Try the Kindle edition and experience these great reading features:
408 customer reviews
Review this product
Read reviews that mention
Showing 1-8 of 408 reviews
There was a problem filtering reviews right now. Please try again later.
This a fantastic book, if for nothing more than it gets you interested in wanting to read more. The author, much like modern astrophysicists like C. Sagan and L. Krauss might describe space ("billions and billions..."), has quite a way with words. He embeds in the reader a sense of wonder, and of amazement, at the magic that happens when you listen to music. If you're an audiophile who does not have an over inflated view of yourself and has a generally open mind about music, then this book is for you. I am not educated in this field whatsoever, and I found the analogies, comparisons, and even the really "dense" material very enticing and interesting.
I cannot vouch for the accuracy of the statements and claims the author makes because I am not educated in this field. He could be completely wrong and pushing his own agenda (although it's a little hard to arrive at that conclusion unless you have some sort of raging superiority complex). But that kind of conversation, which fills many of the lower rated reviews, is missing the point.
The language, the examples, the ranges of simple description to complicated extrapolation, it is all nourishing. These are interesting things to think about. And for a layman like myself, the point is not to be right, but to be interested. After reading this book, I don't care if he's right (although I doubt his inaccuracies, if any, surmount to much). I just care that he made me think about music in a new and interesting way.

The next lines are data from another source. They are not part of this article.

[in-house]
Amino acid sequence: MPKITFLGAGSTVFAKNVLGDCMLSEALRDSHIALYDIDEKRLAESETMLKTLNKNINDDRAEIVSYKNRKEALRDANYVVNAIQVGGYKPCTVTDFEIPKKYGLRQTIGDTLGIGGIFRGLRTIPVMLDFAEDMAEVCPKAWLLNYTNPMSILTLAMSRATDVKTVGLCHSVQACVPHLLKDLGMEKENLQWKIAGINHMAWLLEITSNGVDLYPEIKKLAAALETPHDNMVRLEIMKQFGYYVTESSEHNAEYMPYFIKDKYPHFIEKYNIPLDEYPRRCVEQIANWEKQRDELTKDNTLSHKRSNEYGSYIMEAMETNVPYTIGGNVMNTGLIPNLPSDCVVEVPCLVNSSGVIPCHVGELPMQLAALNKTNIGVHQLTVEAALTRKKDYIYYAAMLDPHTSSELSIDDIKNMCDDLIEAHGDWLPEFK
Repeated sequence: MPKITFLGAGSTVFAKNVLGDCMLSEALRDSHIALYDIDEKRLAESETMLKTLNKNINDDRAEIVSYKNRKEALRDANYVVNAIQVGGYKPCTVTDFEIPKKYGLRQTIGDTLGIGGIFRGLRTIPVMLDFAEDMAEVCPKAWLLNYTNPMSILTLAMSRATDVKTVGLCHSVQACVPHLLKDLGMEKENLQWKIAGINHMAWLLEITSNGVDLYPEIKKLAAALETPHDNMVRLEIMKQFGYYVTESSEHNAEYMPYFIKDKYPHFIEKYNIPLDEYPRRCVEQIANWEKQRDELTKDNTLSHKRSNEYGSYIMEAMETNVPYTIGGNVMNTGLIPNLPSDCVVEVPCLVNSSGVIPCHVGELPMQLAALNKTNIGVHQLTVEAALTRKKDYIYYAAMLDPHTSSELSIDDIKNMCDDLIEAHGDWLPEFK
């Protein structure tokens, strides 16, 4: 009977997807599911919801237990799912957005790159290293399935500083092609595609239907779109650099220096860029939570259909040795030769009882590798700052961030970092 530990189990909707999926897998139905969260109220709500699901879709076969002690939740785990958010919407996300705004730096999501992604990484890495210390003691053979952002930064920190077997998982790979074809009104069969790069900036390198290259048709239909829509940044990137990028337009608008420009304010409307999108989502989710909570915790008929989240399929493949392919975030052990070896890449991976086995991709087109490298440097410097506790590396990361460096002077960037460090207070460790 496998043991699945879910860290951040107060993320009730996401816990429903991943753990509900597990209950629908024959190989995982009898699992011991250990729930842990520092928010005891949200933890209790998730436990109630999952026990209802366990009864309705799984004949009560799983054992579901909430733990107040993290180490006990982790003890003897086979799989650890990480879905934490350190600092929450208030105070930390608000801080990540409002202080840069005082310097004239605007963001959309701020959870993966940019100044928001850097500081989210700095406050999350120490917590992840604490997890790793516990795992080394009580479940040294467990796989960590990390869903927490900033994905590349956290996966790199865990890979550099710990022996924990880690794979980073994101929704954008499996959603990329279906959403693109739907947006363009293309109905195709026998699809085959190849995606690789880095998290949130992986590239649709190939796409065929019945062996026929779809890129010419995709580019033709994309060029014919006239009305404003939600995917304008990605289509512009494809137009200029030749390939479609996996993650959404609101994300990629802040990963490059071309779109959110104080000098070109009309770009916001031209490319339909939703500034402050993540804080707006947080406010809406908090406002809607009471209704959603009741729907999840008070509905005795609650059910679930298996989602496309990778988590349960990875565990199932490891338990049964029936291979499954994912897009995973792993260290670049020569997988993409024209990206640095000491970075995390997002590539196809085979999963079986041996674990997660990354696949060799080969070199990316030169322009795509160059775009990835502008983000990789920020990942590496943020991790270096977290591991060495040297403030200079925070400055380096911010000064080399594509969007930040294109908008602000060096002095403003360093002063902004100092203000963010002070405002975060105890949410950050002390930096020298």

And for the average reader like myself, that is all you should want from a book like this.
Music therapy gives me new hope that he can still learn and grow even after his academic progress has stalled.
The author has such an interesting background music combined with neuroscience. I loved his other book too entitled "The Organized Mind" ... Dan Levitin has a way of making me feel completely normal that my brain feels often on the verge of exploding as it tries to cope with modern life.... I love how the author EXPLAINS why playing/practicing music/listening to music clapping hands to a good rhythm, singing in unison, watching a familiar old musical or a newer one like La la Land is so helpful
(relaxing, energizing, calming, whatever mood I seek, there's a song for it. this book is full of interesting music trivia and he uses great examples of familiar songs so you immediately get his points on how songs are written and why we like some more than others, get some stuck in our heads and others are nails on chalkboard based on our own tastes/experiences ... so interesting how the "younger generation" has been rebelling against parents but also rediscovering and enjoying prior generations' music as well.
A great read that literally plays music in your head. An Ode to Joy.